Built in 1903, the 265-foot Eastland was the first and only passenger ship built by the Port Huron, Michigan-based Jenks Shipbuilding Company, which specialized in bulk freighters. With a 38-foot beam, four Scotch boilers and two triple-expansion steam engines, she was built for speed. Unfortunately, this slender steel steamer also had a high superstructure, and with a capacity of more than 2,700 passengers, she was prone to listing.
“The Eastland went through several owners over a 12-year timeline, and you start to see a pattern,” says Jim Retseck, co-president of the Michigan City Historical Society in Indiana. “She quickly got a reputation for being a tender ship, a little squirrelly. There were problems from the beginning.”
In July 1904, the Eastland nearly capsized off South Haven, Michigan, badly frightening passengers. In the years to follow, she would have so many near misses that her reputation suffered. Her owners took out a newspaper advertisement, offering $5,000 to anyone who could prove she was unsafe.
No one did.
“She left Lake Erie and came back to Lake Michigan, and then there were problems here, out of St. Joe,” Retseck says. “She had all kinds of run-ins with docks, props and sandbars. Other boats did too, but with her listing problems, it became scary.”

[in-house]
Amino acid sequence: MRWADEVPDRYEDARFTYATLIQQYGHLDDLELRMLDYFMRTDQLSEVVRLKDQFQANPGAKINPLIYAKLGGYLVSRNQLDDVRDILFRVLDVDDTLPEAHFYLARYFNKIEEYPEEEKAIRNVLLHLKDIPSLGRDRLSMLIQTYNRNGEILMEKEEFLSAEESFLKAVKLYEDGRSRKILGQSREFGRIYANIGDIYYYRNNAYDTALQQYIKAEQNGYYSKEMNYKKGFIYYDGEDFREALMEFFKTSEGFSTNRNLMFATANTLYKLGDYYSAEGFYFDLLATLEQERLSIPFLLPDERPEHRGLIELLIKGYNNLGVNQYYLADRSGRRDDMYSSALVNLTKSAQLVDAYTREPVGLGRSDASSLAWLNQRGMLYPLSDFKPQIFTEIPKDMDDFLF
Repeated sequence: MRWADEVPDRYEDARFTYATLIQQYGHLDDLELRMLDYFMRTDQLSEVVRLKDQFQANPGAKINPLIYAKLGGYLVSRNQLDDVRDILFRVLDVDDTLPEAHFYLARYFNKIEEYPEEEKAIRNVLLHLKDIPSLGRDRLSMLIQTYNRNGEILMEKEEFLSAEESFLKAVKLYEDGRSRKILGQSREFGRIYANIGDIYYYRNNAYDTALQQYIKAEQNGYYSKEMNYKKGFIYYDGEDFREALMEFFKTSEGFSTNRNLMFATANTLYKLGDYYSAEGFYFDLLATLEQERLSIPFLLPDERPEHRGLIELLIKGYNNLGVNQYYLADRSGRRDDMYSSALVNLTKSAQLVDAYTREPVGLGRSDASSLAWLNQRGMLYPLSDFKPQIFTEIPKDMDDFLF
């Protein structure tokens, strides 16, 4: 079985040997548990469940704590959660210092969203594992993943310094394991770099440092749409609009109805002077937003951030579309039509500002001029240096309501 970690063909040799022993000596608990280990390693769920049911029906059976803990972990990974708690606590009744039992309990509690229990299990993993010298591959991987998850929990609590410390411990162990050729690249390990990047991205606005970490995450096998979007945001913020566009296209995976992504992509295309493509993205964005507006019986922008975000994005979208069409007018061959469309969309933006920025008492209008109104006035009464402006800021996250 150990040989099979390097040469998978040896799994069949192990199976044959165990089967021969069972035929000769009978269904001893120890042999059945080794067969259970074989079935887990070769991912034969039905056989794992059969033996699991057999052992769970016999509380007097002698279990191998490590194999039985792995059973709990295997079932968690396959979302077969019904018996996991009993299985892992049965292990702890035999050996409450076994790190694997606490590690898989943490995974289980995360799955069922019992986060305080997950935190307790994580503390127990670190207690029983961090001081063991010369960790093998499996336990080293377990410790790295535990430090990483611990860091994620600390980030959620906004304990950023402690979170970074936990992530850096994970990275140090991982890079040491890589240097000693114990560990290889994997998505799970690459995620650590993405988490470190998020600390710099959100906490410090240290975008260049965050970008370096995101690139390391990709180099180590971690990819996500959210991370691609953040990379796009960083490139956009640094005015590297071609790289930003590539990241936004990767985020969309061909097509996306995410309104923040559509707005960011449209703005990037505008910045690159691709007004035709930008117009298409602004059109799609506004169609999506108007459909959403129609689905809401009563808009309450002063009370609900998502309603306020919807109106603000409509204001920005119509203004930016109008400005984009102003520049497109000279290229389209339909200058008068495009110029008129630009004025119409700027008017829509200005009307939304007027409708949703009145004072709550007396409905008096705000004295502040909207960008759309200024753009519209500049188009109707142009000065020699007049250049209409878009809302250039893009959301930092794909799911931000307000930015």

New problems piled atop existing problems. After the Titanic sank in April 1912, maritime law required that ships carry additional lifeboats and life rafts. This made the Eastland even more top-heavy, and then the owners added 2 inches of concrete to replace aging wooden decks.
“The ship went from tender to cranky to deadly,” Retseck says.
“They never could control the ship,” McCarthy adds. “They couldn’t for 11 years, but they were lucky. Until their luck ran out.”
On July 24, 1915, five excursion steamers were poised to carry thousands of Western Electric Company workers from Chicago to Michigan City for their annual company picnic. At 7:28 a.m., with 2,501 people aboard, the Eastland rolled onto her port side and came to rest on the river bottom. Hundreds were trapped belowdecks. Others were crushed by falling debris, or drowned in their waterlogged picnic clothes.